How To Process Tube Cane- Part 1
- by Kathy Sheinhouse
This post addresses stage 1 oboe tube cane processing (tube to cut-to-length).
1) Inspect your tube cane.
Take note of its length, general straightness, thickness. Rolling the tubes along a flat surface is the quickest way to get a sense for what you have. However, when the ends are curved, it can mask a nice section within. When ordering directly from the grower in larger quantities, split 5-10 tubes right away to make sure there are no bugs. If there are bugs, you can try putting the cane in the freezer overnight to kill them. No longer than 12 hours if you have a frost free appliance. I killed some cane once before I got that warning.
2) Cane splitting techniques
Objective is to find 1-2 straight pieces of cane without destroying good pieces in the process. Straightness is more important than diameter. To me, cane with diameters of 10 mm or less are best split by hand, because there is normally only one piece to find and you don't want to lose it. Confession: I am not good with a single edge knife, and have been unsuccessful in finding my own pieces without a cane splitter. I prefer to keep my fingers. Cane 10.25+ can be split with a three way splitter. There are 2 section splitters that are best used when: the cane is relatively straight; and, when the cane is relatively larger (there is more room for error). In those cases, one is more likely to get two usable pieces from the tube.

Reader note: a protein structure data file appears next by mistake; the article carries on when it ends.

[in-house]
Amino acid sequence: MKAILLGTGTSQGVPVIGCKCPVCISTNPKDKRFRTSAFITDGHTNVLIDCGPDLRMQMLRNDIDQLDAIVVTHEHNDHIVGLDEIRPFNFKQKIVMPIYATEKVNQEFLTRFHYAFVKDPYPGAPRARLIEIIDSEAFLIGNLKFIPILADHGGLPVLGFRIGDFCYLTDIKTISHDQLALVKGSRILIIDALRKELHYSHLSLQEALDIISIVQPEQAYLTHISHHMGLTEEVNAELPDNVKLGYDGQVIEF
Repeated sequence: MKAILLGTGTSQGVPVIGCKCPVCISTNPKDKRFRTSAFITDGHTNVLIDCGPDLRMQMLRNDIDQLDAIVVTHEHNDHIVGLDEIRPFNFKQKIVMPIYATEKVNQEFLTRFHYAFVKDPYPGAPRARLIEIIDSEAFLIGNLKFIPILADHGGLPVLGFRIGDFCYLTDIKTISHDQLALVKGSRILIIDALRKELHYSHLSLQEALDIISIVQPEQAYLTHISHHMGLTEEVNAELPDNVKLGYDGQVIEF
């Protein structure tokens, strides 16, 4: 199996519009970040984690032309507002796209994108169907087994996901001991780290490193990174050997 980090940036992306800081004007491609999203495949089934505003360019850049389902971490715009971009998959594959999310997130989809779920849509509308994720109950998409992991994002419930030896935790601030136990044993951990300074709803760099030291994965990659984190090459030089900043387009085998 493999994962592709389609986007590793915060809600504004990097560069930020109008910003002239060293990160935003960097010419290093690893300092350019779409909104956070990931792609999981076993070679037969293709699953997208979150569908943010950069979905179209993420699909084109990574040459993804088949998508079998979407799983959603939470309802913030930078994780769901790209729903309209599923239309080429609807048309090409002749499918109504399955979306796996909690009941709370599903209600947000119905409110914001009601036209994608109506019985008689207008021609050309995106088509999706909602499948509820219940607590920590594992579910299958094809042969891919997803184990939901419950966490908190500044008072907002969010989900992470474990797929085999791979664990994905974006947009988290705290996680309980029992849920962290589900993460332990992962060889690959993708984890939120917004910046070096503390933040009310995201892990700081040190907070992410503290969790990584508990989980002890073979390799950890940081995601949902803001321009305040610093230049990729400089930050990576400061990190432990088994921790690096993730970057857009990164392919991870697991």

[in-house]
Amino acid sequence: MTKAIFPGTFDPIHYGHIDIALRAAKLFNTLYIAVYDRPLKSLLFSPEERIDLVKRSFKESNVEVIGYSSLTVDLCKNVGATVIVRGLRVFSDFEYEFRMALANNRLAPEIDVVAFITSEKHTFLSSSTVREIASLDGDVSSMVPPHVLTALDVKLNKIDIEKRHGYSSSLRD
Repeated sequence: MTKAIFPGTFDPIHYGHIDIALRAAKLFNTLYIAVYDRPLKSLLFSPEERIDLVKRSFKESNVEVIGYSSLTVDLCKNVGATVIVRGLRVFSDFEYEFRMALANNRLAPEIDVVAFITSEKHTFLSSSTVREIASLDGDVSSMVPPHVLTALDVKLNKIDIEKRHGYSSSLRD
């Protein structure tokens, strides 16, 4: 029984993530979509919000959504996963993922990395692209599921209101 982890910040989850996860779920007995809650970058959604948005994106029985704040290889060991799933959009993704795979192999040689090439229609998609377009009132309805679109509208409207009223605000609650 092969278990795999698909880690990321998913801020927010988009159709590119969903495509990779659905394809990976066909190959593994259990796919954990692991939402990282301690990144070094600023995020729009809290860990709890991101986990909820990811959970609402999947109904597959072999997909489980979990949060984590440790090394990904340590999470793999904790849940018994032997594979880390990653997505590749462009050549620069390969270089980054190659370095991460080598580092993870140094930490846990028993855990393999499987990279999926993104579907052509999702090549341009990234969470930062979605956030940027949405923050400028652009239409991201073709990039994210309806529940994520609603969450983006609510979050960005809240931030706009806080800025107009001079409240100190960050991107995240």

Before splitting, inspect the ends of the tube. If there are any blunt sections, mark them with a sharpie so that they are not placed down on the flat surface. My flat surface is a radius gage/ruler. They must REALLY be flat, and not just look flat, or you will get a distorted view of how the tube sits on the surface. Rotate the tube on the flat surface until you find a section that lies down as flat as possible. Don't worry about the ends, because they will be trimmed. Cane can have some lift on the ends after trimming, but it should not be bowed in the middle. Position the splitter to take advantage of your choice section. I split a lot at once, and then guillotine all at once. If you want to be extra careful, inspect and guillotine with every split.
3) Trimming: Put each piece through the radius gage, and then back on the flat surface. Discard twisted or otherwise damaged cane. Trim one side at a time, with an eye to what is available to work with on the other side. A swift stroke with the guillotine is less likely to crack the cane. A flat piece from end to end is a wonderful thing, but not always possible. You need to decide what your tolerance is for less, and put cane that is capable of making student reeds or, capable of being gouged aside. At the very least, you can adjust your gouger with some of this cane.
4) I typically use dry cane up to this point. I keep my working inventory in cut-to-length form until I need it, at which time I soak it for 1-2 hours in warm water en route to pre-gouge.